If you play Final Fantasy XIV anything like me—a few hours every week or two—the promise of even more content seems preposterous. In typical MMO fashion, the world of Eorzea offers no shortage of things to do—and, luckily, most of them are pretty fun.
That said, the upcoming Heavensward expansion doesn't seem to be made entirely with my play style in mind. Coming roughly 18 months after A Realm Reborn's Initial launch, this bundle of content feels engineered primarily towards hardcore FFXIV players. While the three new classes—Dark Knight (a tank), Astrologian (a healer), and Machinist (a ranged fighter)—begin their paths at level one, just as you'd expect, the boost in level cap from 50 to 60, and other features, like a hard mode for high-level players, indicate Heavensward should appeal to those who've burned through FFXIV's overabundance of content and simply want more. But, for director Naoki Yoshida, this first expansion is just the beginning of his game's true evolution.
"With Heavensward, we wanted to focus on evolving and incorporating something that's more unique to Final Fantasy XIV, or perhaps, introducing something that's never been done before," says Yoshida. "Beyond [Heavensward], in what we call the 'Patch 3.X Series,' the different updates that we will be implementing into the expansion... we want to accomplish the goals that we have to evolve the game as well as incorporate unique and new elements into FFXIV. So we want to accomplish that throughout the whole 3.X Series, and we definitely want to bring a new kind of excitement from what was offered in A Realm Reborn. And so, with the launch of Heavensward, it's building that foundation of where we're going to start our evolution—like a launch pad."
A brief presentation before our interview detailed the work that went into many of Heavensward's additions. While in increase in level cap merited new quests and abilities for each of FFXIV's existing classes, Yoshida's team put their greatest efforts into the three new jobs available in Heavensward, which required a significant amount of planning. According to Square-Enix, developing a single job requires a year's worth of work (in terms of man-hours), so creating three for Heavensward—along with their attendant animations, equipment, quests and cut scenes—stood as a massive undertaking. Even so, Yoshida and his team made a serious effort to have these jobs feel distinct, as he explains:
"What's most important to the dev team and myself is making sure each job has a unique gameplay experience, even if they serve similar roles. For example, the Paladin, which is in the tank role... In a battle situation, the Paladin shines in aggroing one powerful enemy, and its abilities are very much focused on defense. So you're able to go into battle and attract that one powerful enemy with someone who has an iron wall of defense which makes it very hard to die. Another job that's within the tank role is the Warrior, but it's better at AOE and gathering an entire range of enemies, and has a higher DPS than the Paladin. So depending on what your play style is, you can choose your actions—whether you want to lean towards DPS or defense.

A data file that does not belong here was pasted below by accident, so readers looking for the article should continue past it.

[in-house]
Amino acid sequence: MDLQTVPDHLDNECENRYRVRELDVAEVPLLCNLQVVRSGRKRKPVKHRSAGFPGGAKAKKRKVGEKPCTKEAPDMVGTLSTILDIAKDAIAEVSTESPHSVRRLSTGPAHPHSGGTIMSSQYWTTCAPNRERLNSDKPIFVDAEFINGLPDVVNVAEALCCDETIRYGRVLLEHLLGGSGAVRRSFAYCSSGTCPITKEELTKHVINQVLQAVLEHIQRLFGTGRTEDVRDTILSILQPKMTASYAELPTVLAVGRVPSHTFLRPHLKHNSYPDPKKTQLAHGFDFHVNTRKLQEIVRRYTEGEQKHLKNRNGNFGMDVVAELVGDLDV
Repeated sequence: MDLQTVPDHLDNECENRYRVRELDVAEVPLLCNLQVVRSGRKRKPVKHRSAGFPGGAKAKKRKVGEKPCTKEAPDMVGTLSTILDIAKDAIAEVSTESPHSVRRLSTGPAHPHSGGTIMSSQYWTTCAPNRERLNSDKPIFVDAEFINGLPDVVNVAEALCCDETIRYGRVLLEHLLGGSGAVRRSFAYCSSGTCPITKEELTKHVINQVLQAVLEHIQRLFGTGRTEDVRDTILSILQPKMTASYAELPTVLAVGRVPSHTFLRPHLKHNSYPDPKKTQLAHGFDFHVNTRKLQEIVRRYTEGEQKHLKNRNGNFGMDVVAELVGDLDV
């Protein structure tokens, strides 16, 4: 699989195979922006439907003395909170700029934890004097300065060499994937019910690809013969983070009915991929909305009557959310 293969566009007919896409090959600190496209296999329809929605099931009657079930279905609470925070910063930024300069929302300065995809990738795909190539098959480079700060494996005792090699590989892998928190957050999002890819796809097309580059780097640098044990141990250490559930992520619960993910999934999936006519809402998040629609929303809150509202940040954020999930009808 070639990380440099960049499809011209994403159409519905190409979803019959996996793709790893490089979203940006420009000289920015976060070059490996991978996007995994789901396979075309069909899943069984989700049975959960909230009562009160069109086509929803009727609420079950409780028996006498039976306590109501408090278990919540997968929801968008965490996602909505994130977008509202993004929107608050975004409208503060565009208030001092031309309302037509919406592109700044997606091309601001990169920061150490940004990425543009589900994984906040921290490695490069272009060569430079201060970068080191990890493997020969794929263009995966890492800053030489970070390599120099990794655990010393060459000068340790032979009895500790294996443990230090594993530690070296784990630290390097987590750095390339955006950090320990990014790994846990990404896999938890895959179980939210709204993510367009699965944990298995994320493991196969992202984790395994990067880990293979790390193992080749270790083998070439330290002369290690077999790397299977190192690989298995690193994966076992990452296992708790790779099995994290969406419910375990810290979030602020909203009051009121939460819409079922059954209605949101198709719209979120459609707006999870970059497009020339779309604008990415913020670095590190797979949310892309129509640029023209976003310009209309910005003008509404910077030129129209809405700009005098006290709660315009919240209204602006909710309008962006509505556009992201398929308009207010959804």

"This third job within the tank role, The Dark Knight, will feature its own specific mechanic that makes its function unique. The Dark Knight uses the power of darkness—sort of like magic—and that new mechanic is introduced for that job. It'll be a totally different kind of experience—even though it's within a similar category."
The other major addition to Heavensward comes in the form of an entirely new race, the AuRa. These lizard-like demi-humans aren't strikingly different than FFXIV's cat people (The Miq'ote)—at least in terms of appearance—but the Au'Ra still serve as a major addition to the world of Eorzea.
"By adding a new race, you not only have to come up with new content, but also apply changes to the gear that existed for the previous iteration of the game," says Yoshida. "It's a very complicated task to introduce a new race when a game is already established. But, we feel that Heavensward's launch is a good time to create this new race because it's still early [for FFXIV]. We wanted to introduce it early in the process."
Though we haven't even reached the two-year anniversary of Final Fantasy XIV: A Realm Reborn, talking to Yoshida gives you the sense that he's looking for his game to have the same longevity as something like World of Warcraft—even if no other MMO could possibly attain its massive user base. That's okay, though, because A Realm Reborn is still going strong; most subscription-based MMORPGs generally find themselves knocked down to free-to-play experiences within their first few years, but Final Fantasy XIV still feels like a premium experience. And with a visionary like Yoshida at the helm—a guy who seems sincerely passionate about his work—it'll be interesting to see just where it goes next.